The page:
Sarlo-Singleton Bill to Reduce Required Parking Spaces Would Spur Transit-Oriented Residential Development

Trenton – A bill authored by Senator Paul Sarlo and Senator Troy Singleton would spur transit-oriented residential development by reducing the number of required parking spaces for new projects that are near public transportation services. The legislation, S-3605, was approved by the Senate today with a vote of 22-13.

“This is a winning initiative because it will increase the supply of housing, decrease the number of motor vehicles on the road, and boost the use of mass transit,” said Senator Sarlo (D-Bergen), who chairs the Senate Budget Committee. “Transit-focused residential development is a strategic way of generating economic benefits in environmentally-friendly ways in communities throughout the state.”

The bill would require the Commissioner of Community Affairs to adopt regulations reducing the currently required on- and off-street parking spaces by 20, 30, or 50 percent, depending on a residential development’s proximity to public transportation services.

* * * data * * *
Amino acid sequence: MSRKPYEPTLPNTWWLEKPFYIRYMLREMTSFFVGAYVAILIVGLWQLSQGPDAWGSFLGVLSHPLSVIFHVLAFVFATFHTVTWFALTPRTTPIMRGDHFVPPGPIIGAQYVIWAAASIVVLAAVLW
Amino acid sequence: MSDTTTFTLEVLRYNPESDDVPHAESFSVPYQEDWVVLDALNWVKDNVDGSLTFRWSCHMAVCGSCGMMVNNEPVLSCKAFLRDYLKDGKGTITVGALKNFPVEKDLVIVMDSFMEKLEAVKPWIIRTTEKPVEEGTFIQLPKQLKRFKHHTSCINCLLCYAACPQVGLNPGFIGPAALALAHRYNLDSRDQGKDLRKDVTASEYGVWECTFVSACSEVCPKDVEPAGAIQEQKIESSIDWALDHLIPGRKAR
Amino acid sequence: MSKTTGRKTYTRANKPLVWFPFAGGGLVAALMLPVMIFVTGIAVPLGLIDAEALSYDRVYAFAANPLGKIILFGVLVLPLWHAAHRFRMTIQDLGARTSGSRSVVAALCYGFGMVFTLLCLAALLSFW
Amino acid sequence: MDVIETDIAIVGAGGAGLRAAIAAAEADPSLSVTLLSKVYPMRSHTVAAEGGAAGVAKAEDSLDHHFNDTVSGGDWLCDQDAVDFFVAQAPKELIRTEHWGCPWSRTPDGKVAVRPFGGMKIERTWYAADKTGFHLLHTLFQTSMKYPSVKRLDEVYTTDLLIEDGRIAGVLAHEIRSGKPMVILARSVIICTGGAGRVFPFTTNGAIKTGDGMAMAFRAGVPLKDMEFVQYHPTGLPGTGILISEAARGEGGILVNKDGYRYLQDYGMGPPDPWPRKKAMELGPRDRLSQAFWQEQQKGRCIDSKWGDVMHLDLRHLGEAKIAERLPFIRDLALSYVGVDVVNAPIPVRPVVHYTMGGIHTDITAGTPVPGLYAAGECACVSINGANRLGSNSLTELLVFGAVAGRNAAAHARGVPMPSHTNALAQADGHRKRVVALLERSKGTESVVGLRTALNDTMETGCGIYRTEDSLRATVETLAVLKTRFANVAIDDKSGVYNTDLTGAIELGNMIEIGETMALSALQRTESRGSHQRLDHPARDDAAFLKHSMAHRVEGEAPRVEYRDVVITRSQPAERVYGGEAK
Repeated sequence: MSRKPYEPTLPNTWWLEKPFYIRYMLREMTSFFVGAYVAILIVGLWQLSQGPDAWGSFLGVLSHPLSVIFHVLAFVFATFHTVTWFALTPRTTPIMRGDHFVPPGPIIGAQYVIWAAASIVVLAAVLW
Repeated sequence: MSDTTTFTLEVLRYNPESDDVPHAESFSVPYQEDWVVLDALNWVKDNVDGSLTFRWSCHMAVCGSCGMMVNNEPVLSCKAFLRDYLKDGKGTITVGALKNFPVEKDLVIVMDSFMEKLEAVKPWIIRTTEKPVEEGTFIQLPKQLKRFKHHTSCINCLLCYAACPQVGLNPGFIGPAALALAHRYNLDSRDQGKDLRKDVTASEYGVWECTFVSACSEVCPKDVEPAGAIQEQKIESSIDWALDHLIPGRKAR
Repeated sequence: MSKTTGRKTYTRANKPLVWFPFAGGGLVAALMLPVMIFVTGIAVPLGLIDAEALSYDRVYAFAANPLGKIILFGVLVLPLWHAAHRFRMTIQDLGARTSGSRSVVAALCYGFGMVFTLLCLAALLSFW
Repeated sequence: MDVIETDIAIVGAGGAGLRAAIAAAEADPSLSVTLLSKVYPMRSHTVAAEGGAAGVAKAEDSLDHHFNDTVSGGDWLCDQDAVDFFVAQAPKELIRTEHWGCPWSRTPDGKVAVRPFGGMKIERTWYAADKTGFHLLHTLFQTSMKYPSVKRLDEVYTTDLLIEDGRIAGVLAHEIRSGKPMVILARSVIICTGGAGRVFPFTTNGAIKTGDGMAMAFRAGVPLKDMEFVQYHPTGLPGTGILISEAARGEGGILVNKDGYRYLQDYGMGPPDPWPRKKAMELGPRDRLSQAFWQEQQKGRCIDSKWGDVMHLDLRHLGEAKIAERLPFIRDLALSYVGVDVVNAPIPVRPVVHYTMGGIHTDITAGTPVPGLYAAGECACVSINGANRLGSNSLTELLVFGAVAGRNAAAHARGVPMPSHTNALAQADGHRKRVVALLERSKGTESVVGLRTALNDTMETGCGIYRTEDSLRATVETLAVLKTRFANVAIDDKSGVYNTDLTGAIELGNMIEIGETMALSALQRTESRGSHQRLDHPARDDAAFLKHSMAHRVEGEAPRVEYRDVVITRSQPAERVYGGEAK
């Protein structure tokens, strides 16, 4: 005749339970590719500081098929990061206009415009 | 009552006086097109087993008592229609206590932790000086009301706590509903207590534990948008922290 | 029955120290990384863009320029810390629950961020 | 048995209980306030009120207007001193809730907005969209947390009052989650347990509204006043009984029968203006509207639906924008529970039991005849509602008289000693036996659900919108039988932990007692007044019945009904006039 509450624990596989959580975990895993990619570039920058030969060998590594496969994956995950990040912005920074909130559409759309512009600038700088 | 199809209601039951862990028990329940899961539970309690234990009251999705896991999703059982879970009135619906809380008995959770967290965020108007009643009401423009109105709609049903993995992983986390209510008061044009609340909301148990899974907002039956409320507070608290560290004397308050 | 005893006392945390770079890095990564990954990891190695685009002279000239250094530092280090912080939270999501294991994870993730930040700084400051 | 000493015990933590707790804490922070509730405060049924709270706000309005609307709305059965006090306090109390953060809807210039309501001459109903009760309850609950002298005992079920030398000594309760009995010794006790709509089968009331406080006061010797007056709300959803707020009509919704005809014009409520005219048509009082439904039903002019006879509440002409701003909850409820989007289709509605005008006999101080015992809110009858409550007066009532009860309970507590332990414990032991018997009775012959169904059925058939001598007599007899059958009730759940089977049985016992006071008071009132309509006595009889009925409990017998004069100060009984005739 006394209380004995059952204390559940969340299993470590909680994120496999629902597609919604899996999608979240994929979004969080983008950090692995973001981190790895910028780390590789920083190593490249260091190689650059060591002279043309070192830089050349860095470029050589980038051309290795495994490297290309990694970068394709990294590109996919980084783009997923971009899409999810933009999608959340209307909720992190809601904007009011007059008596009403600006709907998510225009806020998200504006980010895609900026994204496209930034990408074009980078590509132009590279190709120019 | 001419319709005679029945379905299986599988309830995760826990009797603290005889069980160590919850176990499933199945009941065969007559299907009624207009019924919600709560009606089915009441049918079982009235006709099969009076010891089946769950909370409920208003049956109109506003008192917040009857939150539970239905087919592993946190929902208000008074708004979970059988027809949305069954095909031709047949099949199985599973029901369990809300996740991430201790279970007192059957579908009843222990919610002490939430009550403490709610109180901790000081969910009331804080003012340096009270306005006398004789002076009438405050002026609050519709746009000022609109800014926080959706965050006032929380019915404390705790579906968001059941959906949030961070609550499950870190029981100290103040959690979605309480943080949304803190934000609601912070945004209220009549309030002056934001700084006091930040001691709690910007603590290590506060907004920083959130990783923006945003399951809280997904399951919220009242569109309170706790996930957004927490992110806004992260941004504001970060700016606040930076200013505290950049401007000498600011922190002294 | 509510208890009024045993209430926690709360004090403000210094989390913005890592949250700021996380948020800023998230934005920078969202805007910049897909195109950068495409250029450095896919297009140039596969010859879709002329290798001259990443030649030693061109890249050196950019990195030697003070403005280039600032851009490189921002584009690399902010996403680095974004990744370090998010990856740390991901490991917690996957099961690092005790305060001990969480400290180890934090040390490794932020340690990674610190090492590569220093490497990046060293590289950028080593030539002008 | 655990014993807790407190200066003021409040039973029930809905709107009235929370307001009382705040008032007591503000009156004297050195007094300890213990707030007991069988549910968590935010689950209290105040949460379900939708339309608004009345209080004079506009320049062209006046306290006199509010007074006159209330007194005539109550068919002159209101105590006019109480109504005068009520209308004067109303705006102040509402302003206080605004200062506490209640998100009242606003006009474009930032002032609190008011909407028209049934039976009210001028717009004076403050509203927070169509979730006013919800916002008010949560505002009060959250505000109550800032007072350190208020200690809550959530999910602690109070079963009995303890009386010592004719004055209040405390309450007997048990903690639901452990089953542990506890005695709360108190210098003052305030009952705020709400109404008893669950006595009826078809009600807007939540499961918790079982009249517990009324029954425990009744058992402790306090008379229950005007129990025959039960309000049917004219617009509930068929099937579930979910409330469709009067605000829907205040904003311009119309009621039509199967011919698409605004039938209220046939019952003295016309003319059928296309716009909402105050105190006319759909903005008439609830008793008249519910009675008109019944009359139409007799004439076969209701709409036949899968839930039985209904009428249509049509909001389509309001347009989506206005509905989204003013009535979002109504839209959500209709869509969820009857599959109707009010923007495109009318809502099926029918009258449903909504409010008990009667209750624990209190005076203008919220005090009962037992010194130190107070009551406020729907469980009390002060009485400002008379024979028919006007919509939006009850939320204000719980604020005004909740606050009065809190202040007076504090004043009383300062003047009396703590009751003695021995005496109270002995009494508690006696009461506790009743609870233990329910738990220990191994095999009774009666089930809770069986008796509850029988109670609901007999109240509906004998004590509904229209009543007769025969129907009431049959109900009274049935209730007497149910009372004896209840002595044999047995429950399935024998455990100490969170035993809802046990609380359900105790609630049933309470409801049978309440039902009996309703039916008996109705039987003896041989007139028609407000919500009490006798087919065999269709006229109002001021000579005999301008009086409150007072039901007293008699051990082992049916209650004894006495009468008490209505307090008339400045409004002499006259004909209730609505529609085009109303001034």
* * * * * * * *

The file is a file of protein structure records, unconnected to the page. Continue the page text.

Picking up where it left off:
“Reducing parking space requirements can help create more livable, walkable, and sustainable communities while also providing cost savings and increasing the housing supply,” said Senator Singleton (D-Burlington), who chairs the Senate Community and Urban Affairs Committee. “A shift towards sustainable transportation will reduce emissions and bring more activity to downtown communities.”

The state’s Site Improvement Standards for Residential Development contain specific parking requirements for residential development projects, with the number of required spaces based on the type of residential unit and the number of bedrooms in each unit. Townhouses and other attached dwellings require two parking spots for each unit, single-family homes require one space, and multi-family units require an escalating number according to the number of bedrooms.

The bill would decrease the parking space requirement by 50 percent for projects within a quarter mile of a passenger rail station, subway stop, regularly-used bus stops or ferry service. The reductions would be 30 percent for projects between one-quarter and a half mile and 20 percent for those between one-half and one mile.